In honor of national epilepsy awareness month, a Jamestown High School senior has taken up the charge of bringing support to her twin sister by hosting a spaghetti dinner.
Cassidy and Caylie Birt, both 16, are seniors at JHS. In addition to looking nearly identical, the two are alike in many ways. They both enjoy playing basketball, hope to study criminal justice someday and love the idea of the freedom driving a car can offer. However, there is one major difference between the two. Caylie, who struggles with epilepsy, has to refrain from certain activities that could potentially be a risk to the health of herself, and those around her, including operating a motor vehicle.
According to Cassidy, as a result of witnessing the struggle her sister must endure, she was inspired to create a local benefit to raise awareness.
Pictured are twin sisters Cassidy and Caylie Birt, both 16, who are seniors at Jamestown High School. Cassidy decided to host a spaghetti dinner benefit in order to raise awareness of epilepsy, which Caylie suffers from. The benefit will be held in honor if national epilepsy awareness month, as well as raise funds for the The Epilepsy Foundation of America.
P-J photo by Dusten Rader
"It's hard when you see your sister go through this," Cassidy said. "I can do stuff, and then she can't. So, I feel like I have way more of an advantage - and that upsets me."
The Epilepsy Foundation of America describes the disorder as a chronic condition of the brain that is characterized by seizures. Epileptic seizures are a symptom, and can result in outward convulsions - such is the case with Caylie, who has been struggling with epilepsy for nearly five years.
Caylie became very depressed after having her first seizure, and kept her epilepsy a secret, even from her closest friends, she said. But, something that was particularly helpful to her was attending Camp EAGR, which is a summer camp for those aged 8-17 who have epilepsy.
"After I went there I figured out that I wasn't the only one having (seizures) and that there are other people going through what I am - it really brought out my confidence," Caylie said.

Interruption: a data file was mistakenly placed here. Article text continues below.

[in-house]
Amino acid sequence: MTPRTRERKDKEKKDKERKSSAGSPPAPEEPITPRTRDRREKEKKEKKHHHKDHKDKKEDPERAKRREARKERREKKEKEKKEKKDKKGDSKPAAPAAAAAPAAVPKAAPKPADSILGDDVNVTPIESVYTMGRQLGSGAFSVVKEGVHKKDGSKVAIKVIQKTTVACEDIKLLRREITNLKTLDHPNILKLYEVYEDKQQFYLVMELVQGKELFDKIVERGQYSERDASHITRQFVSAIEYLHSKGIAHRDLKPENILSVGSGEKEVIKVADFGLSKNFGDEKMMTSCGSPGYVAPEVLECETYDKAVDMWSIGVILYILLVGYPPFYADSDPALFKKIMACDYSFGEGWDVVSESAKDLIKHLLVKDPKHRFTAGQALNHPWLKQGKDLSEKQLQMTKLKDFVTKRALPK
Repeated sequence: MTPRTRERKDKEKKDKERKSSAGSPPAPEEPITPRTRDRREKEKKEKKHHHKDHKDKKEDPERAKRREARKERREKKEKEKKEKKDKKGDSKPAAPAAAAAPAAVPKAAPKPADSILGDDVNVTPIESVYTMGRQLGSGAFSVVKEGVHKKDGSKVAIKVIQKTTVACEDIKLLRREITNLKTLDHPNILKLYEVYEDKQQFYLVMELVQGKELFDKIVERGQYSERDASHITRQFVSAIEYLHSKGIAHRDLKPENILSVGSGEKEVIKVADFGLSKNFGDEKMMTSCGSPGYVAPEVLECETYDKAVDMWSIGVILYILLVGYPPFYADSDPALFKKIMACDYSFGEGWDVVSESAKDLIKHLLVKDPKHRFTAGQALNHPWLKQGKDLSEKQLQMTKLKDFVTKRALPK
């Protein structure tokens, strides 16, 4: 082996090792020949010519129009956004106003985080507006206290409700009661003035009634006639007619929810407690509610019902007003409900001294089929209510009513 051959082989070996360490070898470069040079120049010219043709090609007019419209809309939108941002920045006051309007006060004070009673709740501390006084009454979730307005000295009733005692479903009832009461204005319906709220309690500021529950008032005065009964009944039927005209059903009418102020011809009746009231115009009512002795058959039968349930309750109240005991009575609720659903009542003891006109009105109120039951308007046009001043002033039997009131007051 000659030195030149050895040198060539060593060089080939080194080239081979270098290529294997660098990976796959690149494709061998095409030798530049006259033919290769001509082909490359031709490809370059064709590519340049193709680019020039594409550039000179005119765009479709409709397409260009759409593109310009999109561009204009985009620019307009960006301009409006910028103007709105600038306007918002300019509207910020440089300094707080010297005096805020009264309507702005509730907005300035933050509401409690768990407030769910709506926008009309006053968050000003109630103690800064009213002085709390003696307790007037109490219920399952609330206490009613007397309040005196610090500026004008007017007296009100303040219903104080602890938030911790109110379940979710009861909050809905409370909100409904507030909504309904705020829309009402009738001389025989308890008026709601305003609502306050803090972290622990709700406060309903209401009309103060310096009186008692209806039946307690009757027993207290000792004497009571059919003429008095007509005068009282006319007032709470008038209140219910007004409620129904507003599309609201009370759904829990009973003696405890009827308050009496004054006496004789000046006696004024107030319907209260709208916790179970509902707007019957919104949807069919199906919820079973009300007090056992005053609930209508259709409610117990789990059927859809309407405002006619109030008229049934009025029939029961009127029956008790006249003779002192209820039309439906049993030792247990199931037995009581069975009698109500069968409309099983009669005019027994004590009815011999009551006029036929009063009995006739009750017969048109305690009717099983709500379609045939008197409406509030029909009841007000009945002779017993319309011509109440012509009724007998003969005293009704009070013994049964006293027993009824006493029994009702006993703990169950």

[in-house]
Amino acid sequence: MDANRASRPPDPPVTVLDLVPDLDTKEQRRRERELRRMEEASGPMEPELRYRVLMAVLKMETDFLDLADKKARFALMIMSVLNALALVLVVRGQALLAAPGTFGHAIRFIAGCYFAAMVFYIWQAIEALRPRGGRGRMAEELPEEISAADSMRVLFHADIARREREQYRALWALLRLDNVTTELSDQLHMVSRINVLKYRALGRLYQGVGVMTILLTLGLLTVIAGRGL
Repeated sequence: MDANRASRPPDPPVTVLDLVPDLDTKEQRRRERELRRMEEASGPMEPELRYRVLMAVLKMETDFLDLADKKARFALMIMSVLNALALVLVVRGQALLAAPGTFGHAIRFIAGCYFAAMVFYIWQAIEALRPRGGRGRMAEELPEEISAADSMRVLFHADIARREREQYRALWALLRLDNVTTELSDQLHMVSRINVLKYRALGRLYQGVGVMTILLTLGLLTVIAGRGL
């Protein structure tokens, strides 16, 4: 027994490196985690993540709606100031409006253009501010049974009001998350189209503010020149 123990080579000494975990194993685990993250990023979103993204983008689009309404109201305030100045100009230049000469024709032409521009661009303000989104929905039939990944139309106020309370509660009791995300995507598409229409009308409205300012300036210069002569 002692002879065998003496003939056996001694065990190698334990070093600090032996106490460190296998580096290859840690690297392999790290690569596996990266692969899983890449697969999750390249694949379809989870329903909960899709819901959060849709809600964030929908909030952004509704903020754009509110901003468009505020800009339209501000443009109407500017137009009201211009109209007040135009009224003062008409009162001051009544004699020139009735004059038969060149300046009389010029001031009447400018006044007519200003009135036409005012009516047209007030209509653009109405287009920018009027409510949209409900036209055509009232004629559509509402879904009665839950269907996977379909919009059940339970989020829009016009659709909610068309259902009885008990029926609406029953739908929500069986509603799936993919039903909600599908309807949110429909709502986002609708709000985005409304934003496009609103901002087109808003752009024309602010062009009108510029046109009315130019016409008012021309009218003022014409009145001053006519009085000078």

Competitive sports are an issue for Caylie because of the stress involved, and she has thus been unable to continue playing basketball. Meanwhile, her sister Cassidy remains on the basketball and softball teams. But, Caylie still wishes to help, so she volunteers her time with the junior varsity girls team. She has, however, been able to continue playing on the softball team.
Upon graduation, Cassidy hopes to go to college to study criminal justice. Caylie, who also wishes to someday study criminal justice, is required to not have a seizure for five years in order to work in the field, she said. So, instead she is considering majoring in special education so she can help other kids like herself.
In order to raise awareness of epilepsy and funds for the The Epilepsy Foundation of America, Cassidy opted to host a spaghetti dinner benefit with the help of family and friends. The event is set for Saturday from noon-5 p.m. at Our Lady of Victory Church, 6 Institute St. in Frewsburg. The event will feature live music by Billy and the Outlaws, 50/50 drawings and basket giveaways. Jeff Irwin, executive director of the Epilepsy foundation of Western New York, is set to make an appearance at the benefit to help raise awareness.
"I'm so grateful that people are open to help - I couldn't be any more thankful," Cassidy said. "I hope those who attend come to realize that more people die from epilepsy than breast cancer. There's so much that goes on in October for breast cancer, but I know that in November there's not going to be anything purple for epilepsy. I'm not going to sit back anymore, someone has to make a difference - someone has to start."
Cassidy and Caylie's grandmother and grandfather, Ruth and Sam Boscia, have been particularly helpful in the planning of the event, Cassidy said. For more information, call Cassidy at 708-7940 or email email@example.com.
According to the Epilepsy Foundation of America, which is a national voluntary health agency, there are more than 2 million people with epilepsy in the United States, and one in 26 people will develop epilepsy at some point in their lifetime. The organization annually hosts a National Walk for Epilepsy in March, and is currently running a "Now I Know" video campaign for national epilepsy awareness month. For more information, visit www.epilepsyfoundation.com, www.epilepsy.com or call the Southern Tier support counselor at 498-4396.